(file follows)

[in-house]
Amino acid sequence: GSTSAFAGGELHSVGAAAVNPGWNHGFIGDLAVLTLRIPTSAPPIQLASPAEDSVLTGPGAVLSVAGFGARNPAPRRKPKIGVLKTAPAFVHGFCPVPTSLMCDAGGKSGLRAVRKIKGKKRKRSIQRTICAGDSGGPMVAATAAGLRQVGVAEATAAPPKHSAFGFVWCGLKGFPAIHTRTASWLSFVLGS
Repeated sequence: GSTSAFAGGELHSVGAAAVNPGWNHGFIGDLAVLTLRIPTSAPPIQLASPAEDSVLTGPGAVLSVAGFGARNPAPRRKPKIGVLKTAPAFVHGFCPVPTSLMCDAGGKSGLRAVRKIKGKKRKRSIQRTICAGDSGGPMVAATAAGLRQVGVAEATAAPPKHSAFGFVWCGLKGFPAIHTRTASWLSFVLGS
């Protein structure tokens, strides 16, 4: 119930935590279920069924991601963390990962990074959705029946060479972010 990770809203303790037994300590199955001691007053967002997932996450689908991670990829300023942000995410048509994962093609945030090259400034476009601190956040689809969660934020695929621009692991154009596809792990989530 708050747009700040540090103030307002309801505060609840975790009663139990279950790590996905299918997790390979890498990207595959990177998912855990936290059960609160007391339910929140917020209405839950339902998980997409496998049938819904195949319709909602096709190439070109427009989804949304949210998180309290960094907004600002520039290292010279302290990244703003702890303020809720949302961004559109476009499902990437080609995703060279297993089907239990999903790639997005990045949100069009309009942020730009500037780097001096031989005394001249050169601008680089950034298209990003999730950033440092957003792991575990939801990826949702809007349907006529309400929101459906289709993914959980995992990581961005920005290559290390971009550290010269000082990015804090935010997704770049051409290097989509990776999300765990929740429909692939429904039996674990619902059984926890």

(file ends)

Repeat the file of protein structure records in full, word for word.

[in-house]
Amino acid sequence: GSTSAFAGGELHSVGAAAVNPGWNHGFIGDLAVLTLRIPTSAPPIQLASPAEDSVLTGPGAVLSVAGFGARNPAPRRKPKIGVLKTAPAFVHGFCPVPTSLMCDAGGKSGLRAVRKIKGKKRKRSIQRTICAGDSGGPMVAATAAGLRQVGVAEATAAPPKHSAFGFVWCGLKGFPAIHTRTASWLSFVLGS
Repeated sequence: GSTSAFAGGELHSVGAAAVNPGWNHGFIGDLAVLTLRIPTSAPPIQLASPAEDSVLTGPGAVLSVAGFGARNPAPRRKPKIGVLKTAPAFVHGFCPVPTSLMCDAGGKSGLRAVRKIKGKKRKRSIQRTICAGDSGGPMVAATAAGLRQVGVAEATAAPPKHSAFGFVWCGLKGFPAIHTRTASWLSFVLGS
């Protein structure tokens, strides 16, 4: 119930935590279920069924991601963390990962990074959705029946060479972010 990770809203303790037994300590199955001691007053967002997932996450689908991670990829300023942000995410048509994962093609945030090259400034476009601190956040689809969660934020695929621009692991154009596809792990989530 708050747009700040540090103030307002309801505060609840975790009663139990279950790590996905299918997790390979890498990207595959990177998912855990936290059960609160007391339910929140917020209405839950339902998980997409496998049938819904195949319709909602096709190439070109427009989804949304949210998180309290960094907004600002520039290292010279302290990244703003702890303020809720949302961004559109476009499902990437080609995703060279297993089907239990999903790639997005990045949100069009309009942020730009500037780097001096031989005394001249050169601008680089950034298209990003999730950033440092957003792991575990939801990826949702809007349907006529309400929101459906289709993914959980995992990581961005920005290559290390971009550290010269000082990015804090935010997704770049051409290097989509990776999300765990929740429909692939429904039996674990619902059984926890």